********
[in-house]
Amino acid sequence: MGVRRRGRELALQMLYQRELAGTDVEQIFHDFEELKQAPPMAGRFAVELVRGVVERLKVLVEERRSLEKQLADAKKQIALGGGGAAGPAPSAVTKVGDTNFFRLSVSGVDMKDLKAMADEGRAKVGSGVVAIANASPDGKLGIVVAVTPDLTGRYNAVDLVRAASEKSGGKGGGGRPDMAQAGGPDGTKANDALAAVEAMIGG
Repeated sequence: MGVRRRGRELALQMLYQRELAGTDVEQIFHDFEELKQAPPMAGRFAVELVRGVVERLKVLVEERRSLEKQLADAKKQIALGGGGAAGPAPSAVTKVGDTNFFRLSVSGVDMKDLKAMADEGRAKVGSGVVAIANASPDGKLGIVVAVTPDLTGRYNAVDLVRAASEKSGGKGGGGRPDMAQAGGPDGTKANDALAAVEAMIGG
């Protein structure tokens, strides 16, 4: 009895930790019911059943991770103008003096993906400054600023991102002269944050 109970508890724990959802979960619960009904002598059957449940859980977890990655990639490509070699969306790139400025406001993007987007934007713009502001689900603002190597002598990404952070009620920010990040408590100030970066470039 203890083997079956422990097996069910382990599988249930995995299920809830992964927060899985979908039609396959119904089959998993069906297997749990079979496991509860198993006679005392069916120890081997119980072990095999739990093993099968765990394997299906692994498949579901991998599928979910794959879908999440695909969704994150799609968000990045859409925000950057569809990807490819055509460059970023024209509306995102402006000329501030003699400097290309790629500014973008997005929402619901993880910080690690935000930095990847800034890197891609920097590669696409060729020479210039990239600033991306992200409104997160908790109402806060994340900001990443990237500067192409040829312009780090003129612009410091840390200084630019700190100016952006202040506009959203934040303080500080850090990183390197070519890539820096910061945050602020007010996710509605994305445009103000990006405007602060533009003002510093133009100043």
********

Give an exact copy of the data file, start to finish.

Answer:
[in-house]
Amino acid sequence: MGVRRRGRELALQMLYQRELAGTDVEQIFHDFEELKQAPPMAGRFAVELVRGVVERLKVLVEERRSLEKQLADAKKQIALGGGGAAGPAPSAVTKVGDTNFFRLSVSGVDMKDLKAMADEGRAKVGSGVVAIANASPDGKLGIVVAVTPDLTGRYNAVDLVRAASEKSGGKGGGGRPDMAQAGGPDGTKANDALAAVEAMIGG
Repeated sequence: MGVRRRGRELALQMLYQRELAGTDVEQIFHDFEELKQAPPMAGRFAVELVRGVVERLKVLVEERRSLEKQLADAKKQIALGGGGAAGPAPSAVTKVGDTNFFRLSVSGVDMKDLKAMADEGRAKVGSGVVAIANASPDGKLGIVVAVTPDLTGRYNAVDLVRAASEKSGGKGGGGRPDMAQAGGPDGTKANDALAAVEAMIGG
């Protein structure tokens, strides 16, 4: 009895930790019911059943991770103008003096993906400054600023991102002269944050 109970508890724990959802979960619960009904002598059957449940859980977890990655990639490509070699969306790139400025406001993007987007934007713009502001689900603002190597002598990404952070009620920010990040408590100030970066470039 203890083997079956422990097996069910382990599988249930995995299920809830992964927060899985979908039609396959119904089959998993069906297997749990079979496991509860198993006679005392069916120890081997119980072990095999739990093993099968765990394997299906692994498949579901991998599928979910794959879908999440695909969704994150799609968000990045859409925000950057569809990807490819055509460059970023024209509306995102402006000329501030003699400097290309790629500014973008997005929402619901993880910080690690935000930095990847800034890197891609920097590669696409060729020479210039990239600033991306992200409104997160908790109402806060994340900001990443990237500067192409040829312009780090003129612009410091840390200084630019700190100016952006202040506009959203934040303080500080850090990183390197070519890539820096910061945050602020007010996710509605994305445009103000990006405007602060533009003002510093133009100043």